Proof of Yellow Fever vaccination is required for entry into Uganda. Due to a shortage of the vaccine, program participants will need to travel to select clinics in the Midwest in order to be vaccinated. As of September, 2018, clinics offering the vaccine were located in Ames, Des Moines, and Bettendorf, Iowa. For more information on Yellow Fever, visit https://www.cdc.gov/yellowfever/index.html
Day 1: Arrive in Kampala, Uganda
Day 2: Orientation and introduction to accommodations and community; currency exchange; visit Tuspa peanut butter factory, Katanga slums and Mulago hospital.
Day 3: Stop by the US Embassy to learn about what the US government is doing to help Ugandans work through the challenges they face; visits to Jibu Water, Tugende Motorcycles for discussion on microfinance, discussion on human trafficking with a local scholar.
Day 4: Visit Buganda tombs, Social Innovation Museum, community welcome BBQ
Day 5: Visit Gaddafi Mosque, gifted to the Muslims of Uganda by the Libyan government under the rule of Muammar Gaddafi; stop at a local craft market, where students can see and purchase a variety of handmade items. Tour and interact with faculty and students at Makere University, one of the best universities in Africa and the largest in Uganda, before traveling to Lira.
Day 6: Travel to Murchison Falls, where the Nile explodes through a narrow gorge and cascades down to become a placid river whose banks are thronged with hippos and crocodiles, waterbucks and buffaloes. The vegetation is characterized by savannah, riverine forest and woodland. Wildlife includes lions, leopards, elephants, giraffes, hartebeests, oribis, Uganda kobs, chimpanzees, and many bird species.
Day 7: Visit Rachele Rehabilitation Center, a rural health clinic, the “Babies Home” orphanage (and have lunch with the Catholic nuns who run it), and a former internationally displaced persons (IDP) camp that was attacked by Kony’s rebels. Meet people who survived the attack, the memorial the government built and see the village that has grown out of the ashes.
Day 8: Return to Kampala, free afternoon; discussion with Anita, a local scholar and expert on Arts and Culture in East Africa
Day 9: Travel to Lake Bunyoni, visit with Uganda Marathon, an NGO that supports other organizations in the region by serving as a fundraising platform.
Day 10: Tour the Model Farm and Bright’s Village; visit the Echuya Batwa people, often called Pigmies, are generally recognized as the first inhabitants of the south-western region of Uganda near Kabale town. They were relocated by the government to a number of small villages. One of these villages happens to be near Entusi. You’ll feel welcome when they perform their traditional welcome dance.
Day 11: Excursion to Kabale town with a visit to the NGO, Reproductive Health Uganda, time to explore the football (soccer) stadium and local markets, and visit with Kabale University faculty and students.
Day 12: Visit with a traditional healer and learn about his traditional practices
Day 13: Travel to Musanze Rwanda, Sonrise Academy and Vulcana Lounge
Day 14: Tour Sorwathe Tea Plantation and Hope Haven, which provides quality education to hundreds of Rwanda's most vulnerable children
Day 15: Visit Kigali Genocide Memorial and Nyamata Church Memorial Center; depart for USA, arrive in USA on following day
Housing & Meals
Students will stay in housing arranged by the Study Abroad Center through our partner organization and paid for before departure. Expect simple, dorm-style to rustic housing with limited access to Wi-Fi. Breakfasts and dinners while abroad are built into the cost of the program. Students will pay for lunches out-of-pocket while abroad. Students are encouraged to be flexible, to live in the moment, and to be willing to try the local foods.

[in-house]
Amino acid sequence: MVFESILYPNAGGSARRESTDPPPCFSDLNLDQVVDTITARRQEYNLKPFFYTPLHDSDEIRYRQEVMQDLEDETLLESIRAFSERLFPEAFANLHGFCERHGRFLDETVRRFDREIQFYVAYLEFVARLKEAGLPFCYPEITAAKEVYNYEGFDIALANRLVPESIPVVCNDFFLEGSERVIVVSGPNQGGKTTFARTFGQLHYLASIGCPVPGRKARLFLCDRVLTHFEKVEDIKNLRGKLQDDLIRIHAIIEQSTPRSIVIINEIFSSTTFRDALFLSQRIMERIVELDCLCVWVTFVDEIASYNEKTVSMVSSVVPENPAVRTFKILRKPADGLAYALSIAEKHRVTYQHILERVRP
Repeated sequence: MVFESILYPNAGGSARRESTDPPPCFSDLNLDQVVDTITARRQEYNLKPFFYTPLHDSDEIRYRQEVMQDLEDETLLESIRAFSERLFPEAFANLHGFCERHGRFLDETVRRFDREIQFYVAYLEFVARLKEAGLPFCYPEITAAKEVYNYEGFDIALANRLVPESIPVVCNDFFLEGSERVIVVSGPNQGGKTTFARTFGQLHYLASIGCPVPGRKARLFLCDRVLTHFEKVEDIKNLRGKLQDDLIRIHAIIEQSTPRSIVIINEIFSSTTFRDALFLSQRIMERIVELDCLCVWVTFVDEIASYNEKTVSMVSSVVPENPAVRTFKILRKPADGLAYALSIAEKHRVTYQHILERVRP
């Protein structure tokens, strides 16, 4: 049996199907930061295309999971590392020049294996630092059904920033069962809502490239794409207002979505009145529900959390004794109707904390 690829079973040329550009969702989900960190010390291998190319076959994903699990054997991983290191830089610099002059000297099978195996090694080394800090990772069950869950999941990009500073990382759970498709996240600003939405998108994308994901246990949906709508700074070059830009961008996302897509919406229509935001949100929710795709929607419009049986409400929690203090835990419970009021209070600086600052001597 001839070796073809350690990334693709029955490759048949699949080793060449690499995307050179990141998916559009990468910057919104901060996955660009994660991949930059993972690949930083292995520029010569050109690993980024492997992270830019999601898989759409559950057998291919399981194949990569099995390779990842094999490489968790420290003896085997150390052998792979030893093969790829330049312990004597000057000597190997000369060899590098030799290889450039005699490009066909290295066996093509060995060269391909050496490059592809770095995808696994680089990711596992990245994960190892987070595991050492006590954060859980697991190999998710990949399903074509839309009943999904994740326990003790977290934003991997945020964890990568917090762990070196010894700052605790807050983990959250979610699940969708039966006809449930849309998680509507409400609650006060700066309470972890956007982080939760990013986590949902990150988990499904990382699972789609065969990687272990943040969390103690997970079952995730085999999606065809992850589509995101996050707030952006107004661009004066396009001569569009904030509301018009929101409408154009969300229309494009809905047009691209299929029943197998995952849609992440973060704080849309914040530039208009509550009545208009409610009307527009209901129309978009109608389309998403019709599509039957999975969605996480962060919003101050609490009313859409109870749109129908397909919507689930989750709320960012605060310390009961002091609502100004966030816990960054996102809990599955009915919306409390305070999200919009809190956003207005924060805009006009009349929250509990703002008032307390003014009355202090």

Capstone in Uganda
Estimated Program Cost:
* estimated total cost of participation, actual amount depends on type of housing accommodation selected, actual airfare purchase price, personal spending habits, and other factors
Cost of studying on-campus*
*per semester, estimated, will vary per person
Tuition & Fees:
Room & Board:
Dates & Deadlines
The Study Abroad Center reserves the right to determine participants' eligibility to Study Abroad. Students must meet all of the following in order to be eligible to Study Abroad:
- Have a cumulative 2.5 GPA or higher at the time of application and maintain this GPA prior to departure and throughout the study abroad process
- If your cumulative GPA is between 2.40 to 2.49, submit the following to the Study Abroad Center (28 Gilchrist):
- A letter of reference from your academic advisor supporting your pursuit of study abroad
- An essay, which should explain why your cumulative GPA is below a 2.50, include how your cumulative GPA is stable or improving, a detailed plan for improving your academic performance a strong academic and/or personal interest in your study abroad location and/or course, and a compelling academic rationale for studying abroad.
- If your cumulative GPA is between 2.40 to 2.49, submit the following to the Study Abroad Center (28 Gilchrist):
- Must be over the age of 18 years old
- Must meet the course prerequisites (participation in the program is dependent upon meeting these)
- Must be in good standing with the University
- UNI's partner institutions may require additional eligibility requirements to be met, these vary from institution to institution. Please consult with the Study Abroad Center staff to discuss these additional requirements if applicable.
- Applicants traveling to a region of a country or a country with an overall Travel Advisory Level 3 (Reconsider Travel) or 4 (Do Not Travel) will not be eligible.
- All study abroad applicants must pass the Study Abroad Applicant Assessment with a score of 70% or greater.
- Applicants may be selected for an in-person interview before being accepted. Selection for an interview does not guarantee acceptance into the program. You will be contacted directly by the Study Abroad Center if selected for an interview.